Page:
EFFECTS OF SUBSCAPULARIS MUSCLE SOFT TISSUE MOBILIZATION ON PAIN AND FUNCTIONALITY IN SHOULDER DYSFUNCTION
MetadataShow full item record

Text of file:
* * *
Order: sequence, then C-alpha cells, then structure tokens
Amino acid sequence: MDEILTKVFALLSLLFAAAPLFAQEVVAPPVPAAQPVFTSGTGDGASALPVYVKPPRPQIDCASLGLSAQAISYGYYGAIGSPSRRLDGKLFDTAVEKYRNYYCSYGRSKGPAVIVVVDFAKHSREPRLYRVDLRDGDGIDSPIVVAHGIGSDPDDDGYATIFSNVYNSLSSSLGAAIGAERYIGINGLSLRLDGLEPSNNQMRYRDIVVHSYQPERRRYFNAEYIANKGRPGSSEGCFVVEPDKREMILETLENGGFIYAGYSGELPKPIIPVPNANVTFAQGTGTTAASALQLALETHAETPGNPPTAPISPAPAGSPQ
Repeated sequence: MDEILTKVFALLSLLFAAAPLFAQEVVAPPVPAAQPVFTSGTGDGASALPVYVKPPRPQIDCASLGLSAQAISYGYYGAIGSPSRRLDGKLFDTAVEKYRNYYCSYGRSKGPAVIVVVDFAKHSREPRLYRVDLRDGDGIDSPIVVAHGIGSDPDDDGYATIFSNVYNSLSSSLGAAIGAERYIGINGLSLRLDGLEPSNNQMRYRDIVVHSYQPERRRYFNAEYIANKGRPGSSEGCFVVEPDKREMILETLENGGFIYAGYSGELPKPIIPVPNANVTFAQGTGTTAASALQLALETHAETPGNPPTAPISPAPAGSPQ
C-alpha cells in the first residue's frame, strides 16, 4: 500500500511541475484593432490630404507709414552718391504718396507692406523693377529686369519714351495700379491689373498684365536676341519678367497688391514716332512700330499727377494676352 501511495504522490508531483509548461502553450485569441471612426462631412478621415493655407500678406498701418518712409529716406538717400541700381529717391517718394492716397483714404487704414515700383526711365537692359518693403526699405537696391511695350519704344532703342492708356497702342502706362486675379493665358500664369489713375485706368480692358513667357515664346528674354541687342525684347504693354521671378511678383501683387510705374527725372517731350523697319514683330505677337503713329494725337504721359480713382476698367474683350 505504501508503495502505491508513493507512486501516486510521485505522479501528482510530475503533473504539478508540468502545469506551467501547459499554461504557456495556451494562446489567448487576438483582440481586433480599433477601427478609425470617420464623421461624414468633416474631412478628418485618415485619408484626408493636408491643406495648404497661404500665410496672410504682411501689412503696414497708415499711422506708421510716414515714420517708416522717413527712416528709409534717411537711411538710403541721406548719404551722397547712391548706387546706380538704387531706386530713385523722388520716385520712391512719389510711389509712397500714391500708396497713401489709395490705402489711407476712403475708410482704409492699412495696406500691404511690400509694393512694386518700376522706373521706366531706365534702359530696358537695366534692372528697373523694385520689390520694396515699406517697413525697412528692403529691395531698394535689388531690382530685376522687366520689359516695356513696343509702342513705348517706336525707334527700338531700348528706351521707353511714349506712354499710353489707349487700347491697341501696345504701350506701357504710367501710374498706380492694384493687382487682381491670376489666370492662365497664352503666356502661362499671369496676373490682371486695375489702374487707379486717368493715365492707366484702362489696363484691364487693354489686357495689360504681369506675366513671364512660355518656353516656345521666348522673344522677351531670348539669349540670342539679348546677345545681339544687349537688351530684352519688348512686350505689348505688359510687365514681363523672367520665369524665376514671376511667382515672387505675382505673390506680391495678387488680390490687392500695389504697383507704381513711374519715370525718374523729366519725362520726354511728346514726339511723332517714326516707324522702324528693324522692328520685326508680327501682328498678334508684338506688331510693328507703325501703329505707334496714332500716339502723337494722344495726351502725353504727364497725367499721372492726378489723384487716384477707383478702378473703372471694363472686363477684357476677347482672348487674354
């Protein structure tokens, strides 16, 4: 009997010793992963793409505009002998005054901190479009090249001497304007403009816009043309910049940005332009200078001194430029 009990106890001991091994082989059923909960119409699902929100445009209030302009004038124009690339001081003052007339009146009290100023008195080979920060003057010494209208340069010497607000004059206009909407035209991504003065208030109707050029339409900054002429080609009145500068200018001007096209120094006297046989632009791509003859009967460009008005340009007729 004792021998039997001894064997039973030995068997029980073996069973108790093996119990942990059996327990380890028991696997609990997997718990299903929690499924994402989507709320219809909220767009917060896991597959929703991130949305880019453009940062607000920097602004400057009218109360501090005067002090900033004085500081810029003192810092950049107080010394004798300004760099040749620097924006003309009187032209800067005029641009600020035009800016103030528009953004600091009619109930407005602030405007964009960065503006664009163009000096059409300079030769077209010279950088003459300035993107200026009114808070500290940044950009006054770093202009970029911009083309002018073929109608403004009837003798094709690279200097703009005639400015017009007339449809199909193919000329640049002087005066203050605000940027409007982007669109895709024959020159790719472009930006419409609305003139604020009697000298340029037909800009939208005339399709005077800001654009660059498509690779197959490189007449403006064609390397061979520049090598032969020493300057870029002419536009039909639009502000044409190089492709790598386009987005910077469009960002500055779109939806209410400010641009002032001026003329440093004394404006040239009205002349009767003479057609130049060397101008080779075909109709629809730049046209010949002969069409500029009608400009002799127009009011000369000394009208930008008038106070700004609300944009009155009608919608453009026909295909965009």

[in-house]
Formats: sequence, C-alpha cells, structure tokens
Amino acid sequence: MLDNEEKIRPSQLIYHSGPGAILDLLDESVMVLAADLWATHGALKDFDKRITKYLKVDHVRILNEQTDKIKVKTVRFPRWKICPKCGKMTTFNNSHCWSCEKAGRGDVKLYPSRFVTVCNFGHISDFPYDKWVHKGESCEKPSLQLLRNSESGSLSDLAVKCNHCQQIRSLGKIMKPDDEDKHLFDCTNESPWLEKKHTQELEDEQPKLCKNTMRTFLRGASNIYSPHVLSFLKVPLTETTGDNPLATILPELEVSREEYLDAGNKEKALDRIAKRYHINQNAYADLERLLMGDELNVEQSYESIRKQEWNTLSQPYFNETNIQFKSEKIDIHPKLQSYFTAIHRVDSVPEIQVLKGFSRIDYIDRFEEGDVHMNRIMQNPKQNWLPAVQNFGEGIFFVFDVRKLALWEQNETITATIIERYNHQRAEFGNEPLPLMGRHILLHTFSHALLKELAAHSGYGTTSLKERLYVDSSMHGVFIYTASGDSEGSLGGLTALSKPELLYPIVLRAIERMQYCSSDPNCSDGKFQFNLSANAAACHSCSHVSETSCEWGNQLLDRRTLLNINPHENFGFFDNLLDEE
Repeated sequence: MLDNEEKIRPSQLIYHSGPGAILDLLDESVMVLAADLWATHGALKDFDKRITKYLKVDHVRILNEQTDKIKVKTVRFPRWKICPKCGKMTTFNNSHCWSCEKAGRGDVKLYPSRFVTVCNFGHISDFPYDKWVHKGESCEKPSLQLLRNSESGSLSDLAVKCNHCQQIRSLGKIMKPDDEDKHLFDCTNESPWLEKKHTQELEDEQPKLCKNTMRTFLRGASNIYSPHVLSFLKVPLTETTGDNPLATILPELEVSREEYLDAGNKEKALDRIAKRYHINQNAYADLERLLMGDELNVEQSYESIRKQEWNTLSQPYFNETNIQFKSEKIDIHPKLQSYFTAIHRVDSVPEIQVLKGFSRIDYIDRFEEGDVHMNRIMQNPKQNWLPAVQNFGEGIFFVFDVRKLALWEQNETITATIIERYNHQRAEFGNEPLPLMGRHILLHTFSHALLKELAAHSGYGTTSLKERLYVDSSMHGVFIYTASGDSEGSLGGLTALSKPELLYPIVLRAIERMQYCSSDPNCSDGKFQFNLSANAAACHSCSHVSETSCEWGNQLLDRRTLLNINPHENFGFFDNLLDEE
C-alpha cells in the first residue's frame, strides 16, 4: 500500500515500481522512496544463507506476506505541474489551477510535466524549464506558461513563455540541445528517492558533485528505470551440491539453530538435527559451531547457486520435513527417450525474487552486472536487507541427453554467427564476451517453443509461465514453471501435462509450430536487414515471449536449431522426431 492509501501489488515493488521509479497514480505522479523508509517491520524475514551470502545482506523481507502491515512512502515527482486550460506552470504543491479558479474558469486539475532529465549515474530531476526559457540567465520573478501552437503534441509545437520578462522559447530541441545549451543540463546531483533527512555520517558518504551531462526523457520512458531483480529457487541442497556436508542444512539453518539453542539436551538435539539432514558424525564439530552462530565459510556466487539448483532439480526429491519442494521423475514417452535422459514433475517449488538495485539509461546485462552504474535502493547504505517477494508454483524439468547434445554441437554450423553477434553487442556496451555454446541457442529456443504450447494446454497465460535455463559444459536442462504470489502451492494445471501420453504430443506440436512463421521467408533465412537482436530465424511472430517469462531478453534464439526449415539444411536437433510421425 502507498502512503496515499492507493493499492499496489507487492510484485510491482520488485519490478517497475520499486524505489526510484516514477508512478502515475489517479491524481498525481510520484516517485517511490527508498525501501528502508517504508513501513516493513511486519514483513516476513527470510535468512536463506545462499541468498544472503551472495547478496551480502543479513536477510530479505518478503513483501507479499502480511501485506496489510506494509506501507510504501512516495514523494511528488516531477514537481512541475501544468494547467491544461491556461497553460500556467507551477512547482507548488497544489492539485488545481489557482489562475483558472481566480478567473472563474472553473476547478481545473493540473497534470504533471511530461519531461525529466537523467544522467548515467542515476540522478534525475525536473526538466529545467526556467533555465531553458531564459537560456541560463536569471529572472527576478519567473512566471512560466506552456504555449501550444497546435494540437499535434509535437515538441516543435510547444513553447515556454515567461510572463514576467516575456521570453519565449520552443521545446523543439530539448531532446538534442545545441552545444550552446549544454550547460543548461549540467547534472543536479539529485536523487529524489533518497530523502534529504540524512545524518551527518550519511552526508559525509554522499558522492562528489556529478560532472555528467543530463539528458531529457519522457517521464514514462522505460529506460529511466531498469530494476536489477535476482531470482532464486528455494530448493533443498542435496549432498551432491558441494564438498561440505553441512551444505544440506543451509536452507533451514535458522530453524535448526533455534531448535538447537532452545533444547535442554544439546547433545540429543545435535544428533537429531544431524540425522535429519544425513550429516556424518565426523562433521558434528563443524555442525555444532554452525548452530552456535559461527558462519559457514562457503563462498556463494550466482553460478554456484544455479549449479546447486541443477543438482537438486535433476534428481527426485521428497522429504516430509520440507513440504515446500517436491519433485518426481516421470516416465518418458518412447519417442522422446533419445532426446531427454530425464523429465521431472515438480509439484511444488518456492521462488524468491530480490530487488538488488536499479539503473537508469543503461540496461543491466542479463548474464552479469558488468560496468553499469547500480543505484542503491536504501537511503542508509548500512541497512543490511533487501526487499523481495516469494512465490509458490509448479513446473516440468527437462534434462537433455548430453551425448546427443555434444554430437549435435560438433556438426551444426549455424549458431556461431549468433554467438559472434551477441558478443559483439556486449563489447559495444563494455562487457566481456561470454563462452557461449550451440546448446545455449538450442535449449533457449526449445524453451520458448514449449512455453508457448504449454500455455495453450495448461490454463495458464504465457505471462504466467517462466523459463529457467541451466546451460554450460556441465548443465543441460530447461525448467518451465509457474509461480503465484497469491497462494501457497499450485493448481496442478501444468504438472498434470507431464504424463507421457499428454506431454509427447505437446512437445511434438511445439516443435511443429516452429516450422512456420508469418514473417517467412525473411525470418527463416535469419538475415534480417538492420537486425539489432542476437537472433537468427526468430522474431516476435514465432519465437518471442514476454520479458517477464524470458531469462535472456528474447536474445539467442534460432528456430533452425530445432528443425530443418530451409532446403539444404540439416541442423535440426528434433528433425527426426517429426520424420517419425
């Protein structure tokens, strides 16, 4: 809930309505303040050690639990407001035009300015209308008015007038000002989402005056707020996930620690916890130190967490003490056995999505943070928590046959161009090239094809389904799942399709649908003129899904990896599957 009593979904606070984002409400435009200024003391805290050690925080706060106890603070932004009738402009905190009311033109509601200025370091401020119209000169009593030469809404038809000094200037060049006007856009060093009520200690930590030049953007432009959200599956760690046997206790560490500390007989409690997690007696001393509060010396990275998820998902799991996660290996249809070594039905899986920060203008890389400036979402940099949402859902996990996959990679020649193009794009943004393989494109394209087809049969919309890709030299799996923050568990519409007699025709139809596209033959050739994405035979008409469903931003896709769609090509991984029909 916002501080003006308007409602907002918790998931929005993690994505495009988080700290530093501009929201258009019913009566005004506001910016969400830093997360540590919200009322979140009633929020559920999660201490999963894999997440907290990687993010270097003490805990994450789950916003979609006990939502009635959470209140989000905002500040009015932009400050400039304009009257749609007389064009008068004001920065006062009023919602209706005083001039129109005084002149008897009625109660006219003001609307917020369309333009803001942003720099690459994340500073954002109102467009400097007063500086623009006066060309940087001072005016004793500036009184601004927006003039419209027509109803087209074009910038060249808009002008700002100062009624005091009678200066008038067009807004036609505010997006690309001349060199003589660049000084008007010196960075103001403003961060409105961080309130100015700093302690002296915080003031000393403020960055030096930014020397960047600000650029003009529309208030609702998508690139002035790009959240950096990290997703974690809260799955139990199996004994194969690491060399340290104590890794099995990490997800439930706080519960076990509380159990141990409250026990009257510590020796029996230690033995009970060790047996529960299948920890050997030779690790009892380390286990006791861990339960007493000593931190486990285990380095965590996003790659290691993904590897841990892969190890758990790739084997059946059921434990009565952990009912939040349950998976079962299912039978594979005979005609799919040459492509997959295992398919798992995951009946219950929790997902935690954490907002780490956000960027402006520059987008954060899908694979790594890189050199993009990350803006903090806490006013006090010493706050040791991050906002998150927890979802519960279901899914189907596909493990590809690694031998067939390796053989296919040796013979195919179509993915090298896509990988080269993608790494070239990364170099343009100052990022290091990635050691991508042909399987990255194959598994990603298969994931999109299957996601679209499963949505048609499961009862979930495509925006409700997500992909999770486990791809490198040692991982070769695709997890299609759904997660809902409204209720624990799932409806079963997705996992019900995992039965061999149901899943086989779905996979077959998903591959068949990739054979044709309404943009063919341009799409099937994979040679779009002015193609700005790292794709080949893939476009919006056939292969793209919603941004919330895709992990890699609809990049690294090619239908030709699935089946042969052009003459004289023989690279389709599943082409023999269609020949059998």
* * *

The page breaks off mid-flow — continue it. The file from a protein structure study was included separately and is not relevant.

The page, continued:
Purpose: Tightness of the subscapularis muscle causes glenohumeral external rotation limitation and difficulties in over-head activities. This study aimed to determine the effects of soft tissue mobilization applied to the subscapularis muscle on pain and functionality in shoulder dysfunctions. Methods: The 48 patients with shoulder pain and limitation were included in the study. They were randomly divided into conventional physiotherapy program (CPP) group (n=25) and soft tissue mobilization (STM) group (n=23). The first group received CPP and the second group received STM. All patients had treatment at a physiotherapy clinic for 15 sessions. The pain was evaluated using Visual Analogue Scale (VAS), shoulder joint movements were measured using a goniometer and overhead reach test, and functionality was evaluated using the Shoulder Pain and Disability Index (SPADI). The patients were assessed before, immediately after, and three weeks after the treatment. Results: Statistically significant improvements were found in VAS, shoulder flexion and extemal rotation range of motion, and overhead reach test in both groups immediately after treatment and at the end of the 3rd week (p<0.05). When groups were compared after three weeks, statistically significant improvements were found in VAS, external rotation range of motion, and overhead reach test in the STM group (p<0.05). There was a statistically significant improvement in SPADI in both groups after the treatment (p<0.05). There was no significant difference in SPADI score between the groups (p>0.05). Conclusion: The STM was more effective on pain, range of motion, and functionality than CPP. STM of subscapularis muscle might be an alternative treatment of the shoulder dysfunction.